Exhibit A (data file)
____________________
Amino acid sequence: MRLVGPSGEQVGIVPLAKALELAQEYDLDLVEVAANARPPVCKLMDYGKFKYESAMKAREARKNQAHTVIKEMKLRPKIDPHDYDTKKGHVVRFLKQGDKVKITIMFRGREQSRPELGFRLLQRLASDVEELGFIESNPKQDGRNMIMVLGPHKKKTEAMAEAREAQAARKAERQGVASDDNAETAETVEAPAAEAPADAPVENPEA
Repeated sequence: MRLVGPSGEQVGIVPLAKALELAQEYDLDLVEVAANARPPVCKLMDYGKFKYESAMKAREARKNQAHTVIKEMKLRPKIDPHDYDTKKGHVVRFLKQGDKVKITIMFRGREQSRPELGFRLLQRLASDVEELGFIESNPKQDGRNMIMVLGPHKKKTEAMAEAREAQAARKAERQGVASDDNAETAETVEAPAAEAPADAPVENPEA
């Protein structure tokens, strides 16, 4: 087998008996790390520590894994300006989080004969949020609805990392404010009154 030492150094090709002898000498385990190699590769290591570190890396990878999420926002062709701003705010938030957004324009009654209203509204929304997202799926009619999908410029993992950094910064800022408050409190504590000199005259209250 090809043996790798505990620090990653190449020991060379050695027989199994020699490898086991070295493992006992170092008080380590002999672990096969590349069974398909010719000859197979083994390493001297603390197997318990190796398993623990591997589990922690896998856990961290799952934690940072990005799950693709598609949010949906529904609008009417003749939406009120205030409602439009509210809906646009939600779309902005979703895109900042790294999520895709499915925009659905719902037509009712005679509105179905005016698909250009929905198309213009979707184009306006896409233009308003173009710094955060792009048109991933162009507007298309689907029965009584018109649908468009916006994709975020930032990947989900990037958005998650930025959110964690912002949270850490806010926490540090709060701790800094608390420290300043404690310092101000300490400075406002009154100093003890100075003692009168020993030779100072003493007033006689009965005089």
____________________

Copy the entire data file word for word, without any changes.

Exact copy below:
Amino acid sequence: MRLVGPSGEQVGIVPLAKALELAQEYDLDLVEVAANARPPVCKLMDYGKFKYESAMKAREARKNQAHTVIKEMKLRPKIDPHDYDTKKGHVVRFLKQGDKVKITIMFRGREQSRPELGFRLLQRLASDVEELGFIESNPKQDGRNMIMVLGPHKKKTEAMAEAREAQAARKAERQGVASDDNAETAETVEAPAAEAPADAPVENPEA
Repeated sequence: MRLVGPSGEQVGIVPLAKALELAQEYDLDLVEVAANARPPVCKLMDYGKFKYESAMKAREARKNQAHTVIKEMKLRPKIDPHDYDTKKGHVVRFLKQGDKVKITIMFRGREQSRPELGFRLLQRLASDVEELGFIESNPKQDGRNMIMVLGPHKKKTEAMAEAREAQAARKAERQGVASDDNAETAETVEAPAAEAPADAPVENPEA
């Protein structure tokens, strides 16, 4: 087998008996790390520590894994300006989080004969949020609805990392404010009154 030492150094090709002898000498385990190699590769290591570190890396990878999420926002062709701003705010938030957004324009009654209203509204929304997202799926009619999908410029993992950094910064800022408050409190504590000199005259209250 090809043996790798505990620090990653190449020991060379050695027989199994020699490898086991070295493992006992170092008080380590002999672990096969590349069974398909010719000859197979083994390493001297603390197997318990190796398993623990591997589990922690896998856990961290799952934690940072990005799950693709598609949010949906529904609008009417003749939406009120205030409602439009509210809906646009939600779309902005979703895109900042790294999520895709499915925009659905719902037509009712005679509105179905005016698909250009929905198309213009979707184009306006896409233009308003173009710094955060792009048109991933162009507007298309689907029965009584018109649908468009916006994709975020930032990947989900990037958005998650930025959110964690912002949270850490806010926490540090709060701790800094608390420290300043404690310092101000300490400075406002009154100093003890100075003692009168020993030779100072003493007033006689009965005089």